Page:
How SUSI AI Searches the Web For You

SUSI is now capable of performing web search to answer your queries. When SUSI doesn’t know how to answer your queries, it performs a web search on the client side and displays all the results as horizontally swipeable tiles with each tile giving a brief description and also providing a link to the relevant source.

Lets visit SUSI WebChat and try it out.

Query : Search for Google
Response : <Web Search Results>

How does SUSI know when to perform a websearch?

It uses action types to identify if a web search is to be performed or not. The API Response is parsed to check for the action types and if a websearch action type is present, then an API call is made using the duckduckgo api with the relevant query and the results are displayed as tiles with :

  • Category : The Topic related to the given query
  • Text : The result from the websearch
  • Image : Image related to the query if present
  • Link : A url redirecting to the relevant source

Parsing the actions :

Let us look at the API response for a query.

Sample Query: search for google

Response: <API Response>

"actions": [
  {
    "type": "answer",
    "expression": "Here is a web search result:"
  },
  {
    "type": "websearch",
    "query": "google"
  }
]

Note: The API Response has been trimmed to show only the relevant content

We find a websearch type action and the query to be searched as google . So we now make a API call using duckduckgo api to get our websearch results.

API Call Format : api.duckduckgo.com/?q={query}&format=json

API Call for query google : http://api.duckduckgo.com/?q=google&format=json

And from the duckduckgo API response we generate our websearch tiles showing relevant data using the fields present in each object.

This is the sample object from duckduckgo API response under the RelatedTopics , which we use to create our websearch result tiles.

{
  "Result": "<a href=\"https:\/\/duckduckgo.com\/Google\">Google<\/a> An American multinational technology company specializing in Internet-related services and...",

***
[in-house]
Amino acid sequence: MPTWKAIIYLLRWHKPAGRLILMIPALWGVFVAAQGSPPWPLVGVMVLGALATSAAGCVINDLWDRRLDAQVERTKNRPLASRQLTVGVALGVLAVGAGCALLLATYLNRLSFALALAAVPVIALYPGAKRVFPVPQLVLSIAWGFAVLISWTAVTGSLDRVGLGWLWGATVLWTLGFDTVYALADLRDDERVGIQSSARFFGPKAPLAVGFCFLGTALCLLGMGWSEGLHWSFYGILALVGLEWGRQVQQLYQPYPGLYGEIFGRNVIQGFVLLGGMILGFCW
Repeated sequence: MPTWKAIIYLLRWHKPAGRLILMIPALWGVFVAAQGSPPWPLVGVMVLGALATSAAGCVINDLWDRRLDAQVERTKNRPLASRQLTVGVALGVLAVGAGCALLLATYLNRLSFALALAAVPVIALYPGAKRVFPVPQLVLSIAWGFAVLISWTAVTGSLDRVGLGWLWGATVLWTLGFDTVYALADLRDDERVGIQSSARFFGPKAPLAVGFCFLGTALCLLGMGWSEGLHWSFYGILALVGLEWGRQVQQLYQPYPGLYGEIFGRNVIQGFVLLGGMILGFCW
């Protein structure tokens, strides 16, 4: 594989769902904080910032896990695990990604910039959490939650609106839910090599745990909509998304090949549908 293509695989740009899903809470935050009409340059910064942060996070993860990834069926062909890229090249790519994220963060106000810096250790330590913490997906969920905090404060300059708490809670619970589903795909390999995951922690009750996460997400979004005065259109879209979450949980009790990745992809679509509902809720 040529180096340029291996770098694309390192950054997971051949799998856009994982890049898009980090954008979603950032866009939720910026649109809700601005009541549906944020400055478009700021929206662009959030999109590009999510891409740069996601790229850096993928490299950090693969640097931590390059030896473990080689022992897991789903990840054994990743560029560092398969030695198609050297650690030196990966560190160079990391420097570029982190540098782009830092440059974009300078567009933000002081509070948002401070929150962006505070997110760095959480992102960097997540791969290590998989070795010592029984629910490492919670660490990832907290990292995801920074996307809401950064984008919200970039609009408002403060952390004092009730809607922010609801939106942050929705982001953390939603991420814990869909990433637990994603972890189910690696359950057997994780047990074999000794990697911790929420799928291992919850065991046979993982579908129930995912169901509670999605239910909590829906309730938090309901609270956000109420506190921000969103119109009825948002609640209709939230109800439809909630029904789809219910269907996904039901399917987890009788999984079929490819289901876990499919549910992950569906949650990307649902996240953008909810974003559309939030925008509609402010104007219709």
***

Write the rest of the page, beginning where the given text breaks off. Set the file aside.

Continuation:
"Icon": {
    "URL": "https:\/\/duckduckgo.com\/i\/8f85c93f.png",
    "Height": "",
    "Width": ""
  },
  "FirstURL": "https:\/\/duckduckgo.com\/Google",
  "Text": "Google An American multinational technology company specializing in Internet-related services and..."
},

Let us look at the code for querying data from the API

if (actions.indexOf('websearch')>=0) {

  let actionIndex = actions.indexOf('websearch');
  let query = response.answers[0].actions[actionIndex].query;

  $.ajax({
    url: 'http://api.duckduckgo.com/?format=json&q='+query,
    dataType: 'jsonp',
    crossDomain: true,
    timeout: 3000,
    async: false,

    success: function (data) {
      receivedMessage.websearchresults = data.RelatedTopics;

      if(data.AbstractText){
        let abstractTile = {
          Text:'',
          FirstURL:'',
          Icon:{URL:''},
        }
        abstractTile.Text = data.AbstractText;
        abstractTile.FirstURL = data.AbstractURL;
        abstractTile.Icon.URL = data.Image;
        receivedMessage.websearchresults.unshift(abstractTile);
    }

    let message =  ChatMessageUtils.getSUSIMessageData(
receivedMessage, currentThreadID);

    ChatAppDispatcher.dispatch({
      type: ActionTypes.CREATE_SUSI_MESSAGE,
      message
    });
  },

    error: function(errorThrown) {
      console.log(errorThrown);
      receivedMessage.text = 'Please check your internet connection';
    }

  });

}

Here, from the actions object, we get the query needed to search the web. We then make a ajax call using that query to the duckduckgo API. If the API call succeeds then we collect the required data to create tiles as array of objects and store it as websearchresults. and dispatch the message with the websearchresults which gets reflected in the message store and when passed to the components we use it to create the result tiles.

<MuiThemeProvider>
  <Paper zDepth={0} className='tile'>
    <a rel='noopener noreferrer'
    href={tile.link} target='_blank'
    className='tile-anchor'>
    {tile.icon &&
    (<Paper className='tile-img-container'>
      <img src={tile.icon}
      className='tile-img' alt=''/>
     </Paper>
    )}
  <Paper className='tile-text'>
    <p className='tile-title'>
      <strong>
        {processText(tile.title,'websearch-rss')}
      </strong>
    </p>
    {processText(tile.description,'websearch-rss')}
  </Paper>
  }
  </a>
  </Paper>
</MuiThemeProvider>

We then display the tiles as horizontally swipeable carousel ensuring a good and interactive UX.

React-Slick module was used to implement the horizontal swiping feature.

function renderTiles(tiles){

if(tiles.length === 0){
  let noResultFound = 'NO Results Found';
  return(<center>{noResultFound}</center>);
}

let resultTiles = drawTiles(tiles);

var settings = {
  speed: 500,
  slidesToShow: 3,
  slidesToScroll: 1,
  swipeToSlide:true,
  swipe:true,
  arrows:false
};

return(
    <Slider {...settings}>
      {resultTiles}
    </Slider>
);

}

Here we are handling the corner case when there are no results to display by rendering `NO Results found`. We then have our web search results displayed as swipeable tiles with a image, title, description and link to the source.

This is how SUSI performs web search to respond to user queries ensuring that no query goes unanswered! Don’t forget to swipe left and go through all the results displayed!

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